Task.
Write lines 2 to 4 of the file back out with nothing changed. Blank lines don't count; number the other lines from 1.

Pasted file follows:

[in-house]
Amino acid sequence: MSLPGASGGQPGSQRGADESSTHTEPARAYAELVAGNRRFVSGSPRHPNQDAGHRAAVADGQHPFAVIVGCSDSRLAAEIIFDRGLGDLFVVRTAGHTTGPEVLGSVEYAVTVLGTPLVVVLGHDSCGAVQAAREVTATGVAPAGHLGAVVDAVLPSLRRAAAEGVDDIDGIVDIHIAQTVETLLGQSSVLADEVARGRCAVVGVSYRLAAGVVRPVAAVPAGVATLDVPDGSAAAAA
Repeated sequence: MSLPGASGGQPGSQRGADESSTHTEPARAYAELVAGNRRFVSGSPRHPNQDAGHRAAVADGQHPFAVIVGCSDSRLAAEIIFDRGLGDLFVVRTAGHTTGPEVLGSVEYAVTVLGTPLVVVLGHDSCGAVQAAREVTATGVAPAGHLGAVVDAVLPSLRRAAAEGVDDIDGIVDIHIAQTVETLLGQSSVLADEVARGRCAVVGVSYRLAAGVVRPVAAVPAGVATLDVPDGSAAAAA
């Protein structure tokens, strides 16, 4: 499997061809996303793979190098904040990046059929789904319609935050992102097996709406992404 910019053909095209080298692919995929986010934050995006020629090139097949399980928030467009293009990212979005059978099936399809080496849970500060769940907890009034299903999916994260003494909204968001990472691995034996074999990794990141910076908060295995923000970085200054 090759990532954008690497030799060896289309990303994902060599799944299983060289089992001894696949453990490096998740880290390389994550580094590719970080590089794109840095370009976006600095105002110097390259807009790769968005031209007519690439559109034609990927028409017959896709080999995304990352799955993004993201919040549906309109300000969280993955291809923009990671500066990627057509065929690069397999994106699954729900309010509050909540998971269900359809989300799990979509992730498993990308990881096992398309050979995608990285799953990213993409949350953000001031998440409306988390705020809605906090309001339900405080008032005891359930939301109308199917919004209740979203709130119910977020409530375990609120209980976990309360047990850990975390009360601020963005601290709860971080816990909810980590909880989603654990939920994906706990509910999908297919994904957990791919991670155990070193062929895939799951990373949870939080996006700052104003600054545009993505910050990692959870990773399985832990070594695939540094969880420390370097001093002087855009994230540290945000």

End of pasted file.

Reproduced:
Amino acid sequence: MSLPGASGGQPGSQRGADESSTHTEPARAYAELVAGNRRFVSGSPRHPNQDAGHRAAVADGQHPFAVIVGCSDSRLAAEIIFDRGLGDLFVVRTAGHTTGPEVLGSVEYAVTVLGTPLVVVLGHDSCGAVQAAREVTATGVAPAGHLGAVVDAVLPSLRRAAAEGVDDIDGIVDIHIAQTVETLLGQSSVLADEVARGRCAVVGVSYRLAAGVVRPVAAVPAGVATLDVPDGSAAAAA
Repeated sequence: MSLPGASGGQPGSQRGADESSTHTEPARAYAELVAGNRRFVSGSPRHPNQDAGHRAAVADGQHPFAVIVGCSDSRLAAEIIFDRGLGDLFVVRTAGHTTGPEVLGSVEYAVTVLGTPLVVVLGHDSCGAVQAAREVTATGVAPAGHLGAVVDAVLPSLRRAAAEGVDDIDGIVDIHIAQTVETLLGQSSVLADEVARGRCAVVGVSYRLAAGVVRPVAAVPAGVATLDVPDGSAAAAA
């Protein structure tokens, strides 16, 4: 499997061809996303793979190098904040990046059929789904319609935050992102097996709406992404 910019053909095209080298692919995929986010934050995006020629090139097949399980928030467009293009990212979005059978099936399809080496849970500060769940907890009034299903999916994260003494909204968001990472691995034996074999990794990141910076908060295995923000970085200054 090759990532954008690497030799060896289309990303994902060599799944299983060289089992001894696949453990490096998740880290390389994550580094590719970080590089794109840095370009976006600095105002110097390259807009790769968005031209007519690439559109034609990927028409017959896709080999995304990352799955993004993201919040549906309109300000969280993955291809923009990671500066990627057509065929690069397999994106699954729900309010509050909540998971269900359809989300799990979509992730498993990308990881096992398309050979995608990285799953990213993409949350953000001031998440409306988390705020809605906090309001339900405080008032005891359930939301109308199917919004209740979203709130119910977020409530375990609120209980976990309360047990850990975390009360601020963005601290709860971080816990909810980590909880989603654990939920994906706990509910999908297919994904957990791919991670155990070193062929895939799951990373949870939080996006700052104003600054545009993505910050990692959870990773399985832990070594695939540094969880420390370097001093002087855009994230540290945000």